The independence debate takes an ugly turn as the Chancellor rules out a currency sharing deal, writes Bill Jamieson
A harmless game of Call My Bluff? Or a lurch towards Mutually Assured Destruction? News that Chancellor George Osborne is set to rule out the favoured SNP option of currency sharing with the rest of the UK has immediately raised the temperature of the independence debate. And its consequences could be lethal.
The SNP has reacted with predictable fury, accusing the Chancellor of “bully boy” tactics and of raising “Project Fear” to a new and altogether more aggressive level. Already SNP MP Stuart Hosie has warned that an independent Scotland disbarred from sharing the pound as its currency may be minded not to pay up its population pro rata share of the UK’s £1.2 trillion of debt.
If this is the tit-for-tat game we have now entered, be mindful of the consequences. This will be viewed with considerable apprehension on international bond and currency markets. It immediately puts a question mark by the ability of an rUK administration, shorn of North Sea oil revenues, to honour its debt commitments – more especially as its debt-to GDP ratio would rise above 80 per cent. Lending on sterling denominated assets could well attract a risk premium. That would certainly give the rUK Treasury pause for thought.
But it is also a threat to the Yes campaign that could badly backfire. An independent Scotland seen on the world stage to be prone to issuing threats about whether it would, or would not, honour its debt obligations to achieve political aims is one that would find it difficult to attract foreign buyers of its debt.
The risk premium for lending to Scotland would immediately be raised, lumbering house buyers in Scotland with higher mortgage interest payments, businesses with dearer interest costs and the Scottish administration with significantly higher debt interest charges. If this is just a game of political Call My Bluff, it carries potentially destructive consequences for all parties.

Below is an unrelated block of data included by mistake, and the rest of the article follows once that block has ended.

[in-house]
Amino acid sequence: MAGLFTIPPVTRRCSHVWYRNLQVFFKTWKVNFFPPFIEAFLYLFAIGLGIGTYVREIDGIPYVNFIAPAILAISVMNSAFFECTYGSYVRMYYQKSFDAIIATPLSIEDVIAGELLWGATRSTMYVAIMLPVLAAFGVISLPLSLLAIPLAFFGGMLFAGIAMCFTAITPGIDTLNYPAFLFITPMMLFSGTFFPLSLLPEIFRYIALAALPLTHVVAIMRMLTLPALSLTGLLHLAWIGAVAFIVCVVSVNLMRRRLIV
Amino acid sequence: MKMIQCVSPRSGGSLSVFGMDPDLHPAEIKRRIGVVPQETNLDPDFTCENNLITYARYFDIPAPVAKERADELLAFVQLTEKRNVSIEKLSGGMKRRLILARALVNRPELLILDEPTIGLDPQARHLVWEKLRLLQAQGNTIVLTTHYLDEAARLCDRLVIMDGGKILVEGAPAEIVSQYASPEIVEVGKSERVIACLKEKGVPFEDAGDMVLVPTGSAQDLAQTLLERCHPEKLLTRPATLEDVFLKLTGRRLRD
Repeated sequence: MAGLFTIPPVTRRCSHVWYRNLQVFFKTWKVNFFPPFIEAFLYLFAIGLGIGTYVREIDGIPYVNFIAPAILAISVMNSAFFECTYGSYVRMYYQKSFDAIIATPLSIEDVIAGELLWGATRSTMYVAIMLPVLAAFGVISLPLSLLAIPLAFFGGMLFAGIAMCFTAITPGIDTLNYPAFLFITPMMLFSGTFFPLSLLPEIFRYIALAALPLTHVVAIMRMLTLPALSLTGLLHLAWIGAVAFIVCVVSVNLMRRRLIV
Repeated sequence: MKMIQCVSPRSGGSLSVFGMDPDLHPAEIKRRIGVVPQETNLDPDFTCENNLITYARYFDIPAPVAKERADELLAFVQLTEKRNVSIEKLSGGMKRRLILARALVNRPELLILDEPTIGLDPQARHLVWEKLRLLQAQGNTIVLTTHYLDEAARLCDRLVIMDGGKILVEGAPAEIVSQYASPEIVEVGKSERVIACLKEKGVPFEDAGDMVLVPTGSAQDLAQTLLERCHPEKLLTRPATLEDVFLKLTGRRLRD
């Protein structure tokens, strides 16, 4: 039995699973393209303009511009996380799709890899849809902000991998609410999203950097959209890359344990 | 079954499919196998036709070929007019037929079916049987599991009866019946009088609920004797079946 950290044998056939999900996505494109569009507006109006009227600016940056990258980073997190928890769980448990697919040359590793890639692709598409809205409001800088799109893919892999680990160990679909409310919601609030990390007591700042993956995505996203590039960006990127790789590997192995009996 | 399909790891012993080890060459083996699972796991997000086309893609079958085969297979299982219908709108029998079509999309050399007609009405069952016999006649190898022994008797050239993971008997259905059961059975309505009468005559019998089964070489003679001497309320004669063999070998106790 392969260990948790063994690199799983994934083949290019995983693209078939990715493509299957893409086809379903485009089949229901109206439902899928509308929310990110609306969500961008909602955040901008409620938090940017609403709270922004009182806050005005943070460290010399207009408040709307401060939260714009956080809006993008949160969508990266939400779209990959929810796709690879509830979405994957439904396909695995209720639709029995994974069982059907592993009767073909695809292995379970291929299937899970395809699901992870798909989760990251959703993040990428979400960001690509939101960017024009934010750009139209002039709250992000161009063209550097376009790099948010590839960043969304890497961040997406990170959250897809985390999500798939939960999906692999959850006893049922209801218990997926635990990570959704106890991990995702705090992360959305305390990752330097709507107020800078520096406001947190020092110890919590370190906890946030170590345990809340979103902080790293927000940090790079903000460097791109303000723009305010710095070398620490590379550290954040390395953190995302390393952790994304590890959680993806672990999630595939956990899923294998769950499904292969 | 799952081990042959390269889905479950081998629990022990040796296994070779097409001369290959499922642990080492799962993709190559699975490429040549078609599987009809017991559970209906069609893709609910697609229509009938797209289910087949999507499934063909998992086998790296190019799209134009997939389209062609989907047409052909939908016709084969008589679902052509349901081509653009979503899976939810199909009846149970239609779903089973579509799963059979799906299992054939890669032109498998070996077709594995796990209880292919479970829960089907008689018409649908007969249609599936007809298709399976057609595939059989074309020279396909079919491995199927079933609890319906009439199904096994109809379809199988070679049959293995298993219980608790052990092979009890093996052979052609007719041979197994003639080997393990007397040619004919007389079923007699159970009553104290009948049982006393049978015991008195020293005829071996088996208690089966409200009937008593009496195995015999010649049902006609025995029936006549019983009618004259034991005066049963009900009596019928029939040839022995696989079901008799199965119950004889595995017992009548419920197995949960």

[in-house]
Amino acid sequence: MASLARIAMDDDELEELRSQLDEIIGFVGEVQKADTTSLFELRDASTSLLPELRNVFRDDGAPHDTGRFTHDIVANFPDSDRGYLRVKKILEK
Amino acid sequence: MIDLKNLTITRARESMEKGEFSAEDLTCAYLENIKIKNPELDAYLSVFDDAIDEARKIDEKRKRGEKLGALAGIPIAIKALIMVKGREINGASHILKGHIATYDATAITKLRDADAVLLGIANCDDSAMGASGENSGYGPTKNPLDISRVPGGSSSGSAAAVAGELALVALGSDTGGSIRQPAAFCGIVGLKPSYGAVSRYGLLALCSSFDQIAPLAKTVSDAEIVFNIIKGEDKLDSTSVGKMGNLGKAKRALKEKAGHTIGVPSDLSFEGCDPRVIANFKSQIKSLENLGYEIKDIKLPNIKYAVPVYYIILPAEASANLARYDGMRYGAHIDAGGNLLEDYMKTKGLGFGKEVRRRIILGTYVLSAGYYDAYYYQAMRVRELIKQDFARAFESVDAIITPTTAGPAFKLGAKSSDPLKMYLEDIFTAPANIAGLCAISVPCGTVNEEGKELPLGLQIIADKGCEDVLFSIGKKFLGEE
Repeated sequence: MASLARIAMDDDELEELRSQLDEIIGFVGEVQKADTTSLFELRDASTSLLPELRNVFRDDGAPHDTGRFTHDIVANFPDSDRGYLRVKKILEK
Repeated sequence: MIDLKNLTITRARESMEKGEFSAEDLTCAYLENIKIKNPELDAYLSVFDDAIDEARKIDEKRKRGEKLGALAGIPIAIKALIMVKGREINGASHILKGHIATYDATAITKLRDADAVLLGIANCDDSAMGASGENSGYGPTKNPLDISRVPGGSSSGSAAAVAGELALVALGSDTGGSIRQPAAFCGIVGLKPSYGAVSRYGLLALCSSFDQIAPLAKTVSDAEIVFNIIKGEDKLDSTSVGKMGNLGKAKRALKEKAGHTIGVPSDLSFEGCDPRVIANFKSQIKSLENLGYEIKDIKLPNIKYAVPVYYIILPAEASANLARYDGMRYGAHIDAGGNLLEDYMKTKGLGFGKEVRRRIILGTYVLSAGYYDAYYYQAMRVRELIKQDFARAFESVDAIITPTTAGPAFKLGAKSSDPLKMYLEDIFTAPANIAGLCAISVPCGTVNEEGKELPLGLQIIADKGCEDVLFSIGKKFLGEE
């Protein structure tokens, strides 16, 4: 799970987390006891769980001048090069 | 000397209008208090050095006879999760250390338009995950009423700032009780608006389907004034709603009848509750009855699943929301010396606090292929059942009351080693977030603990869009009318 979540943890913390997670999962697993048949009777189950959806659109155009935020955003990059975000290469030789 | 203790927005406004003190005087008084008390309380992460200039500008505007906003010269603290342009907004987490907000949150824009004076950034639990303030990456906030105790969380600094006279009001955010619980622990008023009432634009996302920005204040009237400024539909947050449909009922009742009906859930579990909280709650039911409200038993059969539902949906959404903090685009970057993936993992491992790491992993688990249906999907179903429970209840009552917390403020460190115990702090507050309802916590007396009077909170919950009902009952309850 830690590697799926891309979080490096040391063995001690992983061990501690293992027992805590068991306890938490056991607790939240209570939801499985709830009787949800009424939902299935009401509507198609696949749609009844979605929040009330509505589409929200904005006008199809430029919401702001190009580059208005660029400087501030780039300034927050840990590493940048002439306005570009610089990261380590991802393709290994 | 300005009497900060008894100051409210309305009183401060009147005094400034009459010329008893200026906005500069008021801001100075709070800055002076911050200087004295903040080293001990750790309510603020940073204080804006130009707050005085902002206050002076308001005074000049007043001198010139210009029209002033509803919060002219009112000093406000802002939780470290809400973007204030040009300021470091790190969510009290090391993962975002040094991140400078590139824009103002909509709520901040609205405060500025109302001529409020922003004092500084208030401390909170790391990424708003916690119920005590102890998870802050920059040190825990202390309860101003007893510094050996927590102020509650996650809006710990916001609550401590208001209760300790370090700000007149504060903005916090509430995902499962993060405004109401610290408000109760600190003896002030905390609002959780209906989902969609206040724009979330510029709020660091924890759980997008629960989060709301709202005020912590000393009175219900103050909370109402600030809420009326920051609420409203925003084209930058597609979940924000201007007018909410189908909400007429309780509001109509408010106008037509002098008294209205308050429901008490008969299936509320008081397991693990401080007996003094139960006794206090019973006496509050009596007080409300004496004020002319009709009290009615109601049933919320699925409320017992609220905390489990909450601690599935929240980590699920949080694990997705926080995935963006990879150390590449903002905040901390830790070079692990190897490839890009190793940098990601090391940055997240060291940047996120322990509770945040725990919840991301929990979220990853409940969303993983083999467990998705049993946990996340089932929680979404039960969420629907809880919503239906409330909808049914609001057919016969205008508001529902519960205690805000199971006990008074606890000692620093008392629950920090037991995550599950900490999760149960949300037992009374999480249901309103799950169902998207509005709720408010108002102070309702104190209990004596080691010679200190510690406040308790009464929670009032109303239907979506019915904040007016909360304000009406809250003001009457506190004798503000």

There is also a toxic political consequence. The fury of the SNP reaction yesterday is indicative of how deep and bitter the independence battle is turning out – and with divisive consequences that could stretch for years after the referendum vote – whatever its outcome. Fierce emotions are being stirred that could long scar Scotland and its people.
Little wonder, with these passions, that a growing number, especially in business, are reluctant to express their concerns about independence for fear of fanatics immediately tearing at their throats.
Yes supporters may feel justified in their grievance that George Osborne has turned on them and has moved with aggression. But aggression is far from absent in some of the actions and behaviour of independence supporters.
Already this campaign is driving deep divisions, which will not be healed by the referendum outcome. Indeed, a likely consequence is that the independence issue will remain the dominant issue of Scottish political life and that the spirit of the “Edinburgh Agreement” if not also the letter – to respect the referendum outcome – is as good as dead.
Currency sharing was always going to be the Achilles heel of the Yes campaign. So it has proved. It may have been more politic to allow the currency sharing proposal to quietly collapse under the weight of its own contradictions in negotiations with the rUK government. But that would be to allow a referendum vote to proceed on the basis of a collective deception – a plan that few believed would work. And many in the Yes campaign have long suspected that “Plan A” would never work. What, then, would be the point of a referendum based on a premise that many of its proponents know to be false?